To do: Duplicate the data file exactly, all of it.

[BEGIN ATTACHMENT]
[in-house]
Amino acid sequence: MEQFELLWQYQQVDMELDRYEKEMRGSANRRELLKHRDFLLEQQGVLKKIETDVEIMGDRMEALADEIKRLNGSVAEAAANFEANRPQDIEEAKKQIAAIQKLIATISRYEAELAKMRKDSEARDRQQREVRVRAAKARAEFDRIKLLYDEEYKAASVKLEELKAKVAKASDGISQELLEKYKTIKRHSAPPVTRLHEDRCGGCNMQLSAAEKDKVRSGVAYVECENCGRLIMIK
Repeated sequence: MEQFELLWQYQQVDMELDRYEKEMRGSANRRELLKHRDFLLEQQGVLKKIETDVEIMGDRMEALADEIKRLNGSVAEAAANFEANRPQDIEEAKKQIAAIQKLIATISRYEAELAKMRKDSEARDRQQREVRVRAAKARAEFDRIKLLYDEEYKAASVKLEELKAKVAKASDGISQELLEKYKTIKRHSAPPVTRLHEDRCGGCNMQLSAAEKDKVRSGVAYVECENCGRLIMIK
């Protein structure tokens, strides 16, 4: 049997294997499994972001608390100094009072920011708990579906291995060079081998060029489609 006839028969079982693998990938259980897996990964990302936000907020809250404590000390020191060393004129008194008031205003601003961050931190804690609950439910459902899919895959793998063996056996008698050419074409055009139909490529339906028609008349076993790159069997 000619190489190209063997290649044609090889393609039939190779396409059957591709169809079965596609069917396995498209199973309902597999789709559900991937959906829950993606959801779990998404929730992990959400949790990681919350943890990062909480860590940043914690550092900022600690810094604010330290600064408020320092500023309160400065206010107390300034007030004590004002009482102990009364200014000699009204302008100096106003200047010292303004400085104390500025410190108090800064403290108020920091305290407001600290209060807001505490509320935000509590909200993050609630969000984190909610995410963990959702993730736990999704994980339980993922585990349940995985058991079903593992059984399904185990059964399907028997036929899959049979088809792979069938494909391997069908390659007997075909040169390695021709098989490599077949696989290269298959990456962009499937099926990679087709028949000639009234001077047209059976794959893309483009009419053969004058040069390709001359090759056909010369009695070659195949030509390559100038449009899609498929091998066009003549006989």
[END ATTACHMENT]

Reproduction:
[in-house]
Amino acid sequence: MEQFELLWQYQQVDMELDRYEKEMRGSANRRELLKHRDFLLEQQGVLKKIETDVEIMGDRMEALADEIKRLNGSVAEAAANFEANRPQDIEEAKKQIAAIQKLIATISRYEAELAKMRKDSEARDRQQREVRVRAAKARAEFDRIKLLYDEEYKAASVKLEELKAKVAKASDGISQELLEKYKTIKRHSAPPVTRLHEDRCGGCNMQLSAAEKDKVRSGVAYVECENCGRLIMIK
Repeated sequence: MEQFELLWQYQQVDMELDRYEKEMRGSANRRELLKHRDFLLEQQGVLKKIETDVEIMGDRMEALADEIKRLNGSVAEAAANFEANRPQDIEEAKKQIAAIQKLIATISRYEAELAKMRKDSEARDRQQREVRVRAAKARAEFDRIKLLYDEEYKAASVKLEELKAKVAKASDGISQELLEKYKTIKRHSAPPVTRLHEDRCGGCNMQLSAAEKDKVRSGVAYVECENCGRLIMIK
């Protein structure tokens, strides 16, 4: 049997294997499994972001608390100094009072920011708990579906291995060079081998060029489609 006839028969079982693998990938259980897996990964990302936000907020809250404590000390020191060393004129008194008031205003601003961050931190804690609950439910459902899919895959793998063996056996008698050419074409055009139909490529339906028609008349076993790159069997 000619190489190209063997290649044609090889393609039939190779396409059957591709169809079965596609069917396995498209199973309902597999789709559900991937959906829950993606959801779990998404929730992990959400949790990681919350943890990062909480860590940043914690550092900022600690810094604010330290600064408020320092500023309160400065206010107390300034007030004590004002009482102990009364200014000699009204302008100096106003200047010292303004400085104390500025410190108090800064403290108020920091305290407001600290209060807001505490509320935000509590909200993050609630969000984190909610995410963990959702993730736990999704994980339980993922585990349940995985058991079903593992059984399904185990059964399907028997036929899959049979088809792979069938494909391997069908390659007997075909040169390695021709098989490599077949696989290269298959990456962009499937099926990679087709028949000639009234001077047209059976794959893309483009009419053969004058040069390709001359090759056909010369009695070659195949030509390559100038449009899609498929091998066009003549006989």